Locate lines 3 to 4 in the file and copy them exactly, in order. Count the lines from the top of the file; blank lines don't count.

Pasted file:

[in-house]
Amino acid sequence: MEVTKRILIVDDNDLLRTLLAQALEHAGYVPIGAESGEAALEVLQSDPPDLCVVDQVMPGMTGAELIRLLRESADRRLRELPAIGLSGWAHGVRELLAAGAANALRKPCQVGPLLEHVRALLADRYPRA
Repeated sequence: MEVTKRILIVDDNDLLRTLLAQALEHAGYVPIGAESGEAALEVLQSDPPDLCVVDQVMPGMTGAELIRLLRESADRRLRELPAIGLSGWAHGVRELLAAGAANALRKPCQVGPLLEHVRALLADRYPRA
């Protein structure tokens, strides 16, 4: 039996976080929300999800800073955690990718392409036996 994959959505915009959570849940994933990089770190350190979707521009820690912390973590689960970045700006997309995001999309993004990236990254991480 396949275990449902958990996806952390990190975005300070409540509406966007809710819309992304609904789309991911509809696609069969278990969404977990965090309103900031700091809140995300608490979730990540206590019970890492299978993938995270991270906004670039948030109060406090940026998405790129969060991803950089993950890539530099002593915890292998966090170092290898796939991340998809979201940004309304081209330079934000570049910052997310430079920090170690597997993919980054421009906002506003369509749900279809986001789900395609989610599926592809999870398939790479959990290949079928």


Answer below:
Repeated sequence: MEVTKRILIVDDNDLLRTLLAQALEHAGYVPIGAESGEAALEVLQSDPPDLCVVDQVMPGMTGAELIRLLRESADRRLRELPAIGLSGWAHGVRELLAAGAANALRKPCQVGPLLEHVRALLADRYPRA
């Protein structure tokens, strides 16, 4: 039996976080929300999800800073955690990718392409036996 994959959505915009959570849940994933990089770190350190979707521009820690912390973590689960970045700006997309995001999309993004990236990254991480 396949275990449902958990996806952390990190975005300070409540509406966007809710819309992304609904789309991911509809696609069969278990969404977990965090309103900031700091809140995300608490979730990540206590019970890492299978993938995270991270906004670039948030109060406090940026998405790129969060991803950089993950890539530099002593915890292998966090170092290898796939991340998809979201940004309304081209330079934000570049910052997310430079920090170690597997993919980054421009906002506003369509749900279809986001789900395609989610599926592809999870398939790479959990290949079928």